7 facts that you need to know about worldwide clinical trial!
The first Clinical Trial was done in 1747!
In 1747, A doctor named James Lind planned a several test on crew members of the British naval ship Salisbury in order to find out a solution for scurvy and what he discovered was that lemons and oranges were the most powerful fruits when it comes to treating the condition. Dr. Lind is known as the first physician who was able to conduct a completely controlled clinical trial. May 20 is celebrated as International Clinical Trials Day, as Dr. Lind’s started his clinical trial on that day in 1747.
Cost of clinical trials has become 13.27% higher in past few decades!
As of today, the cost that takes to develop a successful medicine can exceed $2.6 billion, compared to $179 million it used to take in the 1970s. This cost inflation is due to the advancement of technology and with technological breakthroughs in past 20 years, the entire pharmaceutical market of the world wide is predicted to reach an approximate value of $1.43 trillion by 2020.
Aspirin is 5000 years old medicine!
Aspirin is one of the most commonly used drugs in worldwide clinical trial. If you see the trend of worldwide clinical trial industry you will see that an estimated 700 to 1000 clinical trials are conducted every year. Researchers have traced back the usage of Aspirin to 3000 BC where Egyptians and Sumerians used willow as medicine circa. Since its discovery in 1899 by Bayer Aspirin has been the hottest topic for researchers.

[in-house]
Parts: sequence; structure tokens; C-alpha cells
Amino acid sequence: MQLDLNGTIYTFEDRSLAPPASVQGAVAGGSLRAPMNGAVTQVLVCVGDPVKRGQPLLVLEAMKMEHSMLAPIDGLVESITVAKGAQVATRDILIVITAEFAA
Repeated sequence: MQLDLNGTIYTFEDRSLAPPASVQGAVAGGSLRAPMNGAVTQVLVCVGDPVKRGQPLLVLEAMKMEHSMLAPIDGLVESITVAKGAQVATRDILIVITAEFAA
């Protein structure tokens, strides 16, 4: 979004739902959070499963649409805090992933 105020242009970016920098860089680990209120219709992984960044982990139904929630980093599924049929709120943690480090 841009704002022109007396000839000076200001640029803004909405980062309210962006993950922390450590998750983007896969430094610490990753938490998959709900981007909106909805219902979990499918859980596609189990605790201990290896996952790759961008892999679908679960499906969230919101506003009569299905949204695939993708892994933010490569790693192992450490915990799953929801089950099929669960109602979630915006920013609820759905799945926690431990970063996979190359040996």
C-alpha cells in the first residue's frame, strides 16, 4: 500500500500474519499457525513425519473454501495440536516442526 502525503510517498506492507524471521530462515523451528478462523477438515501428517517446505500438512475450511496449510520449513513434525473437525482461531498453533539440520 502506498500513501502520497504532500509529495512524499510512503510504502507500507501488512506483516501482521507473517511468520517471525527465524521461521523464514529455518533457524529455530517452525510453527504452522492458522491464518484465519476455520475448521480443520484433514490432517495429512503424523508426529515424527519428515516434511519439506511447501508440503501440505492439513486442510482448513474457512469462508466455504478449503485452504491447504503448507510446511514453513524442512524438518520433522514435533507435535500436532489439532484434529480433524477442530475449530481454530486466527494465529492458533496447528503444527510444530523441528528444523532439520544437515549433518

The first genetically engineered drug that was introduced in markets was in 1982.
In 1982, FDA approved the world’s first genetically engineered drug or we can say medicine. Human insulin aka Humulin, was developed by Eli Lilly & Company and Genentech, it was the one of the biggest discovery if we talk about worldwide clinical trial. It was developed by inserting human genes that are responsible for insulin production into E.Coli bacteria, which then stimulates the bacteria to synthesize insulin.
Approval of more medicines can save many lives!
A total 293 medicines have been approved in past 10 years alone, that offers new hope to the patients with hard-to-treat diseases like cancer. The inventions of these medicines offer two main benefits to worldwide clinical trial industry: physical & mental well-being improvement of the society & hospitalization reduction.
The Drugs that are made for Neglected Diseases under initiative called DNDi plans to deliver 16 to18 new drugs for treatments by 2023, of which six are already available for diseases leishmaniasis, sleeping sickness (human African trypanosomiasis), Chagas disease, pediatric HIV, filarial diseases, mycetoma, and hepatitis C. It has been told that DNDi is also deploying global policy advocacy efforts to focus on the collection of a global fund for innovations like these in the importance of public health.
End of cancer is not DEATH anymore!!!
Worldwide clinical trials have improved that rate of childhood cancer survival. Childhood cancer survival rates have gone better from less than 10 percent which they were in the late 1950s to over 80 percent in the recent years, due in part to clinical trials. Worldwide clinical trials have also been making the method of cancer research better, turning it into more personal and tailored method to treat each and every person, one at a time, instead of the disease as a whole.
The placebo’s effect.
The term “placebo” was first talked about in medical literature during the early 1800s.In the “Hooper’s Medical Dictionary” of the year 1811 it is defined as “an epithet given to any medicine more to please than benefit the any patient.” It was only 52 years later that an american physician planned his first clinical study on the topic “dummy remedy” to compare it against the current treatment method.
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